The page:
Quinns ordered to reverse moves


Bankrupt businessman Sean Quinn, his son Sean and nephew Peter Darragh Quinn have been ordered to take specified steps aimed at unwinding measures taken to put multi-million euro assets in the Quinn international property group beyond the reach of the former Anglo Irish Bank.

Ms Justice Elizabeth Dunne also today made clear to the three they could face punitive sanctions if they do not obey the orders, which include orders requiring them to disclose all their assets.

The three were involved in a conspiracy or plan to put assets beyond the bank's reach and that was impermissible, she said.

She would "not sit idly by and allow that take place and allow court orders be breached".

The judge said she would not disagree with a description of the contempt of court orders in this case as "flagrant" and she was disappointed there was no acknowledgement by the three, even at this stage, of the "great wrongdoing" involved.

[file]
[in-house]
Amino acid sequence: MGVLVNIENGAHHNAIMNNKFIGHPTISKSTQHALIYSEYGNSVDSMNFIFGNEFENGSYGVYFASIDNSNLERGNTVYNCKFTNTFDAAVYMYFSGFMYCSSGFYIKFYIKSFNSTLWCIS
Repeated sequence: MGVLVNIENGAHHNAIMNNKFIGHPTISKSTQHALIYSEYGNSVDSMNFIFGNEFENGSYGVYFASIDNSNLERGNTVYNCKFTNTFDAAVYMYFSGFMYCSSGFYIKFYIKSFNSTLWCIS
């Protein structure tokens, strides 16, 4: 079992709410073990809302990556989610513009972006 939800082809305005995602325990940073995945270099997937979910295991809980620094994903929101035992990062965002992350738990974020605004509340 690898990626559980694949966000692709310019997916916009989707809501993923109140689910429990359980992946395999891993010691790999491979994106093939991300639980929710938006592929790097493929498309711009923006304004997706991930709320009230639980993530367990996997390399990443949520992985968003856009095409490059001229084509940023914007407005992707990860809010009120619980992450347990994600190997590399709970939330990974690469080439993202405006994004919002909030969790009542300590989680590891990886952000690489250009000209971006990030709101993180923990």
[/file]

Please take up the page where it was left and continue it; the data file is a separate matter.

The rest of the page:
Earlier, lawyers for the bank had said that while it was primarily seeking a large number of coercive orders against the three aimed at unwinding asset stripping measures, the court should also consider punitive orders given the "flagrant" contempt and the response of the three to the court's finding.

Paul Gallagher SC, for the bank, said the three had offered no apology to the court, were not offering to resign from companies and were offering no clear proposals to reverse asset-stripping measures.